Will Flames still consider altering core after early off-season moves?

Ryan Leslie and Eric Francis discuss the signing of Jacob Markstrom by the Calgary Flames and why it was the biggest splash of the first day of NHL free agency.

Calgary Flames fans were well aware the team’s off-season shopping list included a goalie and a defenceman.

What they didn’t know was whether the GM’s to-do list was topped by a desire to significantly change any of the core.

With just under $4 million in cap space remaining to sign a handful of players, it would appear we have our answer.

Or do we?

“We’re not done,” insisted Flames GM Brad Treliving, who avoided arbitration by inking Andrew Mangiapane to a two-year extension at $2.425 AAV Friday.

“We don’t expect this is the team we’ll go to training camp with.”

Treliving has entertained plenty of trade possibilities since the season ended, but none enticing enough to act upon. Trading stars is never easy, especially this off-season due to budget constraints and the cap jail most teams are dealing with thanks to an indefinite flat cap.

Trading someone like Johnny Gaudreau at this stage of the game seems unlikely for many reasons, but you can bet Treliving will continue to be all ears if number 13’s name comes out of another GM’s mouth.

That said, it’s likely he did all his heavy lifting on Day 1 of free agency when his west coast raid saw him ink longtime Canucks Jacob Markstrom and Chris Tanev with a $54-million spending spree.

Clearly unafraid to roll the dice on significant alterations, this is a GM who balances that by preaching the importance of patience with a talented core that continues building confidence and experience en route to being what should be evolving as a contender.

Despite three first-round exits in the last four seasons, Treliving believes the team’s play-in victory over Winnipeg this summer got the club over a significant hurdle and is worthy of being kept together.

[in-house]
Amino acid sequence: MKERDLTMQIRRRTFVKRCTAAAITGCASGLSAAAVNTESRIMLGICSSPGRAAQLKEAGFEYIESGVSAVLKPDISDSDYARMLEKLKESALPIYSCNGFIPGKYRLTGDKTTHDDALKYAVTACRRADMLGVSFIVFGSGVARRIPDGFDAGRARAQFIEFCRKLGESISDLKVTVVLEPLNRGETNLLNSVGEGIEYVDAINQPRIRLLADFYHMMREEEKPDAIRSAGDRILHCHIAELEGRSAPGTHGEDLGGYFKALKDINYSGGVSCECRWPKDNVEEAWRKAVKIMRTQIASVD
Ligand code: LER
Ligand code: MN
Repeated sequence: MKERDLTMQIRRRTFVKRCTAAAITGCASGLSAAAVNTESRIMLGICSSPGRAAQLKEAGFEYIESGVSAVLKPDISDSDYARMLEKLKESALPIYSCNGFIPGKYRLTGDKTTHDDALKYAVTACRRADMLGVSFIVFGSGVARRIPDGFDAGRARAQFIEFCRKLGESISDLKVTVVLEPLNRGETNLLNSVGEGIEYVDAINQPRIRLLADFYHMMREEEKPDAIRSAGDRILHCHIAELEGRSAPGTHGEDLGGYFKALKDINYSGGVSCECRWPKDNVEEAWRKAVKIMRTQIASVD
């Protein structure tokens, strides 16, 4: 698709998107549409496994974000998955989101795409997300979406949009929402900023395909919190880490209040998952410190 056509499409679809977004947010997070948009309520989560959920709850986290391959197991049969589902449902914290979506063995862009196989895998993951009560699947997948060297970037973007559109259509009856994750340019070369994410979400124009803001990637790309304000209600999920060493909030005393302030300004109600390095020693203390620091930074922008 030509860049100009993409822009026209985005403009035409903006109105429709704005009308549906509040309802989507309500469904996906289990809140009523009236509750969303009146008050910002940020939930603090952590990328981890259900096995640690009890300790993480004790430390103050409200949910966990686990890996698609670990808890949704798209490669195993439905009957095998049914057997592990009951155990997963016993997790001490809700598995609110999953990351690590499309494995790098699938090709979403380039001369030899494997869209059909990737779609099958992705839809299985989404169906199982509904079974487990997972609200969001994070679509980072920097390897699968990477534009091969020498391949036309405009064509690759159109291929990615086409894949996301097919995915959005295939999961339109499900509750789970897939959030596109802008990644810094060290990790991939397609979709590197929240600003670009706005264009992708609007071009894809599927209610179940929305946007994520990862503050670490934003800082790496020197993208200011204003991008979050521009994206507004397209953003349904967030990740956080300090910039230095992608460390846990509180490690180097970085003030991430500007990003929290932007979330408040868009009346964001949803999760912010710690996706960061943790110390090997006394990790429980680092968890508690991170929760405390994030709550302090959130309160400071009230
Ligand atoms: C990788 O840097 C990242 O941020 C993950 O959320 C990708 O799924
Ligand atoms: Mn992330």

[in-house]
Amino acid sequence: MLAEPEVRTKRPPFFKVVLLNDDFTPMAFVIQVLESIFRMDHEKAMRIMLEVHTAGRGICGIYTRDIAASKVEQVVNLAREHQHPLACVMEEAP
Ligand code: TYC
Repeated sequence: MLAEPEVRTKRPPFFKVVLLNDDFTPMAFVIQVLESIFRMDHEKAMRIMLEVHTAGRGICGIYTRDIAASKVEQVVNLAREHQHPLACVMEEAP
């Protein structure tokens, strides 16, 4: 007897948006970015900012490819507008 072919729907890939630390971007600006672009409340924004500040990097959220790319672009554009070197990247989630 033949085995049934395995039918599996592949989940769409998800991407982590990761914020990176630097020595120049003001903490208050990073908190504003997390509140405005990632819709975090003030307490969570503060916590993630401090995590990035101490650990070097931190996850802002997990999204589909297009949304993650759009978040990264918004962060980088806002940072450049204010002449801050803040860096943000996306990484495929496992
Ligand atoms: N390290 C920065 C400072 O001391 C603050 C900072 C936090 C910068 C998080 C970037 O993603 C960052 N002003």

After all, the trademark of this team might just be how tight-knit a group it is.

Treliving saw it up close in the Edmonton bubble, and the players echoed that in their exit meetings and subsequent media interviews.

They want another chance together.

Sure looks like they’re going to get it.

“You always try to be patient with the team and I do like the core of our group,” said Treliving.

“It has progressed. We have taken steps. But if I can do something to make our team better I’ll act on it. We haven’t made a deal because we haven’t found one that’s made us better yet. But at the same time it doesn’t necessarily mean we’re done. It’s a hard question to answer. I think it’s a very close-knit group, but I’m not going to sit here and not make a deal because they’re tight-knit.”

The Mangiapane deal rounds out the top-nine forwards the Flames used to valiantly battle Dallas in their six-game playoff loss. A formidable group he labels fast and hard to play against, he’d surely like to see some competition added before camp.

The priority now is adding depth on the right side of their blue line and a fourth-liner or two who can kill penalties.

“Role guys are important people,” said Treliving, whose club said goodbye to penalty killing specialists Tobias Rieder (Buffalo) and Mark Jankowski (Pittsburgh) last week.

“We’re going to look to add character individuals to play hard roles like PK.”

Character played a big role in the decisions to sign 30-year-olds Markstrom (six years, $36 million) and Tanev (four years, $18 million). It’s an emphasis Treliving has placed on all acquisitions ever since James Neal was sent packing for Milan Lucic. Re-signing Zac Rinaldo speaks to that, as the popular teammate brings moxie and energy the team feeds off of when the 30-year-old is in the lineup.

Up front the Flames also lost farm hands Alan Quine (Oilers), Ryan Lomberg (Florida) and Austin Czarnik (Islanders).

Pushing for NHL gigs will be recently re-signed Glenn Gawdin and Buddy Robinson, as well as Adam Ruzicka and Byron Froese. You can bet a few familiar veterans will also join the club for training camp as PTO invites with a chance to secure employment.

On the blue line, Oliver Kylington will soon be re-signed by the club to add to a crowded left side that includes Mark Giordano, Noah Hanifin, Juuso Valimaki and college hotshots Connor Mackey and Colton Poolman. At least one of those lads will almost certainly be tasked with playing the right side, where the depth falls off after Rasmus Andersson and Tanev.

Gone are T.J. Brodie (Leafs) Derek Forbort (Jets), and Erik Gustafsson (Flyers), while Travis Hamonic is still on the open market.

The Flames will enter the season as the only club with two all-star goalies from last year, David Rittich and Markstrom. Louis Domingue has been added for minor league depth and Tyler Parsons was re-signed to a one-year deal Thursday.

The club said goodbye to Cam Talbot (Wild) as well as Jon Gillies and Nick Schneider.

With very few other changes to the lineup, does the addition of Markstrom make the Flames that much better? Or is the work left to be done more significant than it may appear?

Looks like we’ll have at least a few months before we find out.

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